Tuesday, February 23, 2016

Wednesday, February 24. 2016

Today's schedule is B-AG-A-Assembly-D-C

B Block Social Studies 10 - Today with Mr. Elliott...Today we are exploring the idea of Indigenous world view. We will view and discuss an section of "Canada's First Founding Peoples"
https://www.youtube.com/watch?v=sA-bsDC8nxg  and start thinking about what
happens when very different world views come into contact.

A Block Introduction to Law 9/10 - Today we'll continue with Geographic Profiling completing our  Comox Valley Crime Map with data from the Comox Valley CrimeStoppers website. The "B&E Heat map" to the left was completed by the VPD (Vancouver Police Department) for February 10th through 16th this year and should help you in terms of what your map should look like. For our map we will need to use colours that show areas of high, moderate, minimal and low risk for B&E (if one street has 5 incidents out of 61 in a year that's 8% of all Courtenay's B&E incidents...is that a lot? What if it's Crown Isle or Mission Hill or Valley View or Punteledge or the Old Orchard neighbourhood rather than just a street? How many incidents took place in a neighbourhood?) I want you to figure out where you think the Comox Valley RCMP should focus their attention to aid in community-based crime prevention for the city of Courtenay. Where would be a good place to start a Block Watch? Why?

D Block Social Studies 10 - Today we'll finish our overview/look at the cultural landscape of Canada along with the First Nations peoples that existed on the land before the European settlers arrived. We'll focus on how the land shaped Aboriginal society in Canada and see the influences of the land on the way people lived. There are six major cultural regions of First Nations in Canada. From east to west, these are the Woodland First Nations, the Iroquois First Nations of southeastern Ontario, the Plains First Nations, the Plateau First Nations, the First Nations of the Pacific Coast and the First Nations of the Mackenzie and Yukon River basins.

Remember, each  nation possesses its own unique culture, language and history and the practice of identifying all First Nations as a homogeneous group obscures the unique and rich traditions that each First Nation has developed and nurtured. Having said that, although there are many differences between First Nations, there are commonalities as well. For example, all First Nations were dependent on the land for survival and prosperity. All First Nations were hunters and gatherers. Some were also farmers. Without the skills and knowledge to hunt and fish and to gather food and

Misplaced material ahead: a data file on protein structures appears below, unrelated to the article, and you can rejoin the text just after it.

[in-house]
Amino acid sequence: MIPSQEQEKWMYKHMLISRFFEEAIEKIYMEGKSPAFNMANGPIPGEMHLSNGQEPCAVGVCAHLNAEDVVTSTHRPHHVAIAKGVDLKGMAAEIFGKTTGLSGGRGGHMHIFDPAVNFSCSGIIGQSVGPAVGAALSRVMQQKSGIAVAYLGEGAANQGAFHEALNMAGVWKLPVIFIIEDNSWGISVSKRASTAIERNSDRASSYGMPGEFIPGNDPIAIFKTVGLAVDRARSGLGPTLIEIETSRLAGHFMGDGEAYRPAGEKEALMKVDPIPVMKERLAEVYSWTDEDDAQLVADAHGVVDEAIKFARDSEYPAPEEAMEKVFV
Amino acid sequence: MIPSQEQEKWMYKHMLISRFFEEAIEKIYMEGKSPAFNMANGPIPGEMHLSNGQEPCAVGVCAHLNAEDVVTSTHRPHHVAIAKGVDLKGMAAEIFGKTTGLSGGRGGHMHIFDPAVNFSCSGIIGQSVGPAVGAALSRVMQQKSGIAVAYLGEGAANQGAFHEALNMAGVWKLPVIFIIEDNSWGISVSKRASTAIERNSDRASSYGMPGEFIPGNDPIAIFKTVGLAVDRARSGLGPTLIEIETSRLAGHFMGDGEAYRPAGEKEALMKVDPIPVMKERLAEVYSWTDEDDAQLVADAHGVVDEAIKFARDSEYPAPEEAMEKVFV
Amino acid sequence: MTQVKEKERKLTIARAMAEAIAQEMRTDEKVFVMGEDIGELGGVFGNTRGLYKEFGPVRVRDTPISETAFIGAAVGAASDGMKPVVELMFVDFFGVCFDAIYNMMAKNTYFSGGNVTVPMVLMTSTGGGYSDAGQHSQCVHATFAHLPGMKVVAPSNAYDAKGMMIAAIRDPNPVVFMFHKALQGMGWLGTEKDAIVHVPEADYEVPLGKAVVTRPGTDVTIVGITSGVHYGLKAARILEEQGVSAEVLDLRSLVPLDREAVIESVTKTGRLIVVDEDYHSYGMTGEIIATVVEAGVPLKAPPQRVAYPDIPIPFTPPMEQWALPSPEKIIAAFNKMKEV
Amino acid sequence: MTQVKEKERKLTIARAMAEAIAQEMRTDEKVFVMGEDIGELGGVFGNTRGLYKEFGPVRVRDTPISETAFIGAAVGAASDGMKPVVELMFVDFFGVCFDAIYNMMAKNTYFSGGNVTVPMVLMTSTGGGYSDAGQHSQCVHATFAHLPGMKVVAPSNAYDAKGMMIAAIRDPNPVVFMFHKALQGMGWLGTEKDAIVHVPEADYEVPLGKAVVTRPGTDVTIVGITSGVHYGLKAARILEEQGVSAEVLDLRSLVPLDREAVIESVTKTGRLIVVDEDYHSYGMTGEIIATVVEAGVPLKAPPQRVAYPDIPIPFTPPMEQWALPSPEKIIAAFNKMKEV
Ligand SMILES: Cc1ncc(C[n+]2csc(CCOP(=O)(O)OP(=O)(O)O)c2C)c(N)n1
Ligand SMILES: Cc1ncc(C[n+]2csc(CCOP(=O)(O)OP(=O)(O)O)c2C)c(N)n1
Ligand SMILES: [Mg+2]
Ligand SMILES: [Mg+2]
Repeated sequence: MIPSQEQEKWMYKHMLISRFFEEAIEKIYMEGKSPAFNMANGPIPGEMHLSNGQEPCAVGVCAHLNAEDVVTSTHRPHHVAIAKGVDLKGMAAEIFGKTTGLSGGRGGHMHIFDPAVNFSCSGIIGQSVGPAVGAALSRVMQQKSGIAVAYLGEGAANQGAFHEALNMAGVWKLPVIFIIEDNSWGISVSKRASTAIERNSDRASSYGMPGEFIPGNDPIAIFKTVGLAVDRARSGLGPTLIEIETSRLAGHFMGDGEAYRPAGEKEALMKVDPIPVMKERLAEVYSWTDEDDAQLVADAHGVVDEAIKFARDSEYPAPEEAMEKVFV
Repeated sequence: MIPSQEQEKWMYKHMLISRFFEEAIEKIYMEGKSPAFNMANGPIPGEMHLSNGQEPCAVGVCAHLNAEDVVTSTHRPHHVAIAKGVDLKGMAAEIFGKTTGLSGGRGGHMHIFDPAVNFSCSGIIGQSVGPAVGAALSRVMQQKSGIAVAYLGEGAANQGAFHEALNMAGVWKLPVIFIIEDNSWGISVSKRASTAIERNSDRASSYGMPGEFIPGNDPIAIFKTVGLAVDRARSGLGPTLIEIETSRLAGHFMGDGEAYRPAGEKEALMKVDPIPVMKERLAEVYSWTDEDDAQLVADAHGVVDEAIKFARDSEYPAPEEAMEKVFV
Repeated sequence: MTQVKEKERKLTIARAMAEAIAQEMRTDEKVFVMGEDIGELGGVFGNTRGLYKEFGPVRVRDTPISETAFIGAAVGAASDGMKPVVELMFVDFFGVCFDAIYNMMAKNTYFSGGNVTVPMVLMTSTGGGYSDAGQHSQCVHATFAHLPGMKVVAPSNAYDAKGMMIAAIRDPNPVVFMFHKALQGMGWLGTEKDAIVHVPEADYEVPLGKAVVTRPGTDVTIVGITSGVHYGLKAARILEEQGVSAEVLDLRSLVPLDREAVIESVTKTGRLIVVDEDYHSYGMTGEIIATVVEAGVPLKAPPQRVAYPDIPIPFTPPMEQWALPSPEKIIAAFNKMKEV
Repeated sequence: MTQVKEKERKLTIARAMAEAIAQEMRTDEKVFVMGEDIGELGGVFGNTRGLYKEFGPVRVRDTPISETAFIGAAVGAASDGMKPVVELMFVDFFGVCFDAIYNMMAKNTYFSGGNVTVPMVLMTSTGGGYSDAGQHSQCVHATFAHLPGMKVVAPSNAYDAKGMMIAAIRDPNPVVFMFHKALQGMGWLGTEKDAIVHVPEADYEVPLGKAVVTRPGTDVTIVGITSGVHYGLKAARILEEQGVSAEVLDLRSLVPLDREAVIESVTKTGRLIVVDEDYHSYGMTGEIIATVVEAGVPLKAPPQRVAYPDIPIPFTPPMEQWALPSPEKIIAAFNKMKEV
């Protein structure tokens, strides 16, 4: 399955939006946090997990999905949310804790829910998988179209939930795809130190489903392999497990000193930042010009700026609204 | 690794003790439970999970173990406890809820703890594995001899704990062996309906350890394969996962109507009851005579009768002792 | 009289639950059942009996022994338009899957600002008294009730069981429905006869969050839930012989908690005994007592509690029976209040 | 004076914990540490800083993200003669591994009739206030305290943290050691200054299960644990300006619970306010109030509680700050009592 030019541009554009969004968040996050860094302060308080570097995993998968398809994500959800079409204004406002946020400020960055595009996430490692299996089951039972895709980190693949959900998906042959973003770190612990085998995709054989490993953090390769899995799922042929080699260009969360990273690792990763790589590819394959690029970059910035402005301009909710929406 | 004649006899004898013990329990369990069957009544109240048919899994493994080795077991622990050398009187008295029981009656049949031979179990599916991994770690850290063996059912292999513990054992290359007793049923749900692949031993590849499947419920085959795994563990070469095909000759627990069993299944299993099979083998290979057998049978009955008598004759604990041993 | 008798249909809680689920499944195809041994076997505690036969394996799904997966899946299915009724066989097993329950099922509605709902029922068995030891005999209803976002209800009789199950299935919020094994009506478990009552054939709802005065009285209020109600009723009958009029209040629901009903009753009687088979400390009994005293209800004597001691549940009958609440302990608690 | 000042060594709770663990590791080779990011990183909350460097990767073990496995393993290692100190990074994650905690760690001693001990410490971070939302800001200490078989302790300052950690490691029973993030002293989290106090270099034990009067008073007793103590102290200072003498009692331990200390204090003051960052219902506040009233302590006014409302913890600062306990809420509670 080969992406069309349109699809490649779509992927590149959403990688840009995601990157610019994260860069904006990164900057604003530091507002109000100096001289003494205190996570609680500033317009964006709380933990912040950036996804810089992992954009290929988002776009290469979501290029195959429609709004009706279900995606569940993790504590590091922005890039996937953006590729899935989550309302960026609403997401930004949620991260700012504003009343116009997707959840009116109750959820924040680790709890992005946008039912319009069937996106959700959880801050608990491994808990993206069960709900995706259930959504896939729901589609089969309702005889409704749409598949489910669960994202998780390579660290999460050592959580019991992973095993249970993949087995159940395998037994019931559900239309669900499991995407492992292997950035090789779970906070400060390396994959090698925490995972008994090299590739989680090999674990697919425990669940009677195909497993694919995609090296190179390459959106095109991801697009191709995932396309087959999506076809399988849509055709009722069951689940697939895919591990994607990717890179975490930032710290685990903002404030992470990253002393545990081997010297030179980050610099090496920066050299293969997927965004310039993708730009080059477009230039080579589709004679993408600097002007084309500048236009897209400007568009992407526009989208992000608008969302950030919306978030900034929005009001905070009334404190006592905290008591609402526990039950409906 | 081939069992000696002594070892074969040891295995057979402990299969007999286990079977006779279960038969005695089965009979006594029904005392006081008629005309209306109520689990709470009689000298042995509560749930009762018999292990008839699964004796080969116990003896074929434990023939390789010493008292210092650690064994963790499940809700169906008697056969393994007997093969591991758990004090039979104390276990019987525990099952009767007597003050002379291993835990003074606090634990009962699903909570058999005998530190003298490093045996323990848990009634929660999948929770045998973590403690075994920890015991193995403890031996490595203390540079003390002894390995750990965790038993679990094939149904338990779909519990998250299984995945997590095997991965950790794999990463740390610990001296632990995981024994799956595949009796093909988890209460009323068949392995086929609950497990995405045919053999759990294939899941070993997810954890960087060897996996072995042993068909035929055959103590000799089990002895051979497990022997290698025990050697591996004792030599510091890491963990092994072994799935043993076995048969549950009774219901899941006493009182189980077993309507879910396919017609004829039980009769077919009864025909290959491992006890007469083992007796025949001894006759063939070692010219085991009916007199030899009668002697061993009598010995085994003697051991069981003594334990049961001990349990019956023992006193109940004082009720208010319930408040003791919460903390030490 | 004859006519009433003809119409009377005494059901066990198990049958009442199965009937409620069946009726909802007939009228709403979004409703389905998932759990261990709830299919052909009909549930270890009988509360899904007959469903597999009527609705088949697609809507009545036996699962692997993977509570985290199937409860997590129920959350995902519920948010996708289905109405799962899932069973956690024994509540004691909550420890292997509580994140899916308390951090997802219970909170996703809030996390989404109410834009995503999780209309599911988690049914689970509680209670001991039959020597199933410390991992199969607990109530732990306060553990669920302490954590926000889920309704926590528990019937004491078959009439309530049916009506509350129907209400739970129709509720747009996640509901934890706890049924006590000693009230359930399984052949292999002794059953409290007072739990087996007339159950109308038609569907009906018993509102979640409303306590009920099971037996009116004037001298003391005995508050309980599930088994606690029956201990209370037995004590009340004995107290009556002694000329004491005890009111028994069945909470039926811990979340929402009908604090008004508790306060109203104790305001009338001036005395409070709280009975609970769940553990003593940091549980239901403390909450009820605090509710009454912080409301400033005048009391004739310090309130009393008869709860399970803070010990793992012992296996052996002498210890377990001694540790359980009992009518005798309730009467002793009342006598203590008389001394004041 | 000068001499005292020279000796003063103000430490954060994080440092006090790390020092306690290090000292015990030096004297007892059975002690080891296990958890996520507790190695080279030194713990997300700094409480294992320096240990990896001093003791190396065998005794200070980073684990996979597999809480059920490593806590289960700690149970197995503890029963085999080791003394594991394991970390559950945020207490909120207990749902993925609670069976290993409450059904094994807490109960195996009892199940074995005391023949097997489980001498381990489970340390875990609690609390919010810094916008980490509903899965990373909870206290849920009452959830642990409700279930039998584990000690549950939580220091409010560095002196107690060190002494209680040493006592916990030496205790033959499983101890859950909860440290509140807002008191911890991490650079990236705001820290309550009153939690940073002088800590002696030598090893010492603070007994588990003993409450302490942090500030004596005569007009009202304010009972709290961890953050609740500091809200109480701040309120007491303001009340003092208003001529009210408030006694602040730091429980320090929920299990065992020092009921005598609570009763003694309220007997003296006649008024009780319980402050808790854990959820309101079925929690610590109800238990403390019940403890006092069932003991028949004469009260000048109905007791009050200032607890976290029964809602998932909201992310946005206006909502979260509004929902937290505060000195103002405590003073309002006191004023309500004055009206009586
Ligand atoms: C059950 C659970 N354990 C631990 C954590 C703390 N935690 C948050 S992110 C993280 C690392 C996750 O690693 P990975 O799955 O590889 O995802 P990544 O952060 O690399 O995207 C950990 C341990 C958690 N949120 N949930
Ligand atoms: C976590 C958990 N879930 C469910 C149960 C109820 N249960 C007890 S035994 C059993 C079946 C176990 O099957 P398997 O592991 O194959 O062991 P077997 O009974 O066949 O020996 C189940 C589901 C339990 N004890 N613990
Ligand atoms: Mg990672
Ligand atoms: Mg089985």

medicines, First Nations would not exist today. Another commonality is that all First Nations lived in organized societies with their own governments, religions and social and economic institutions. Individuals, families and larger groups of people, such as clans, tribes and Nations, behaved according to a broad range of agreed-upon social, political and economic values. A third commonality was trade. All First Nations in Canada and North America as a whole traded extensively throughout the continent. Expansive trading practices contributed to the growth and development of First Nations cultures. These practices also enabled many First Nations to respond to the fur trade as competitive, efficient trading partners with Europeans.

C Block Law 12 - Today we have a guest speaker, Mr. Ken Lees. Mr Lees used to teach at Vanier, but now works with SD71 Aboriginal Education Services. He's going to talk with us about Aboriginal principles of justice and how they are being adapted into the Canadian legal system. From the Justice Education Society:

If you have been charged with a crime and are an Aboriginal person, there are special cultural considerations that the court must take into account in assessing your case. This applies to all Aboriginal peoples of Canada, including status and non-status Indian, Inuit, and M├ętis and whether living on or off reserve. What this means is that, as an Aboriginal offender, a restorative justice process may be more appropriate for you. Such processes focus on healing those affected by the criminal act, including the offender, and so are more in line with traditional Aboriginal justice. Also, a restorative justice approach will often allow for a solution with no jail time, which helps reduce the drastic over-representation of Aboriginals in Canadian jails.

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